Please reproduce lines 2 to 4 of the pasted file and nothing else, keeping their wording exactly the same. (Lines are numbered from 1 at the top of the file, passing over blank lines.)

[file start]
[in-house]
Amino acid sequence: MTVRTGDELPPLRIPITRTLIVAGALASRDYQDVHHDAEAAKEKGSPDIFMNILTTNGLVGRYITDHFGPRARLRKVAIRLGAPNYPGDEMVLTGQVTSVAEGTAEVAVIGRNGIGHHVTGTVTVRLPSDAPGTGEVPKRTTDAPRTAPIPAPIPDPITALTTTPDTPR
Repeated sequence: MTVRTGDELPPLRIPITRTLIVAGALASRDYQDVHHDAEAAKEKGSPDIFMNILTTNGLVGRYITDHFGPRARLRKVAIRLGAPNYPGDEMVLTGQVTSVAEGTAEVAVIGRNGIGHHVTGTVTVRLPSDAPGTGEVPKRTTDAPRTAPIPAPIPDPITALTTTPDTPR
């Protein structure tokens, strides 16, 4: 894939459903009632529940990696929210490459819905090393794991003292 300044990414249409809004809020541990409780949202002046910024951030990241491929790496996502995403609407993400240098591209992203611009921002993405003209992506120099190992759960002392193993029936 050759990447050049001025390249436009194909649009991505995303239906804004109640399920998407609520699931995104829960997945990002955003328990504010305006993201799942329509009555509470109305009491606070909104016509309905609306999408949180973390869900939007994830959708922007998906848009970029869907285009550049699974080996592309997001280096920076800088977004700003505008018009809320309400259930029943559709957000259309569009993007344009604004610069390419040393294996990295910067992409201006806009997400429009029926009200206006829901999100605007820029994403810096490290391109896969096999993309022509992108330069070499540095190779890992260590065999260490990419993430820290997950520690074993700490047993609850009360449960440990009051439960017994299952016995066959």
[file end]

Amino acid sequence: MTVRTGDELPPLRIPITRTLIVAGALASRDYQDVHHDAEAAKEKGSPDIFMNILTTNGLVGRYITDHFGPRARLRKVAIRLGAPNYPGDEMVLTGQVTSVAEGTAEVAVIGRNGIGHHVTGTVTVRLPSDAPGTGEVPKRTTDAPRTAPIPAPIPDPITALTTTPDTPR
Repeated sequence: MTVRTGDELPPLRIPITRTLIVAGALASRDYQDVHHDAEAAKEKGSPDIFMNILTTNGLVGRYITDHFGPRARLRKVAIRLGAPNYPGDEMVLTGQVTSVAEGTAEVAVIGRNGIGHHVTGTVTVRLPSDAPGTGEVPKRTTDAPRTAPIPAPIPDPITALTTTPDTPR
């Protein structure tokens, strides 16, 4: 894939459903009632529940990696929210490459819905090393794991003292 300044990414249409809004809020541990409780949202002046910024951030990241491929790496996502995403609407993400240098591209992203611009921002993405003209992506120099190992759960002392193993029936 050759990447050049001025390249436009194909649009991505995303239906804004109640399920998407609520699931995104829960997945990002955003328990504010305006993201799942329509009555509470109305009491606070909104016509309905609306999408949180973390869900939007994830959708922007998906848009970029869907285009550049699974080996592309997001280096920076800088977004700003505008018009809320309400259930029943559709957000259309569009993007344009604004610069390419040393294996990295910067992409201006806009997400429009029926009200206006829901999100605007820029994403810096490290391109896969096999993309022509992108330069070499540095190779890992260590065999260490990419993430820290997950520690074993700490047993609850009360449960440990009051439960017994299952016995066959």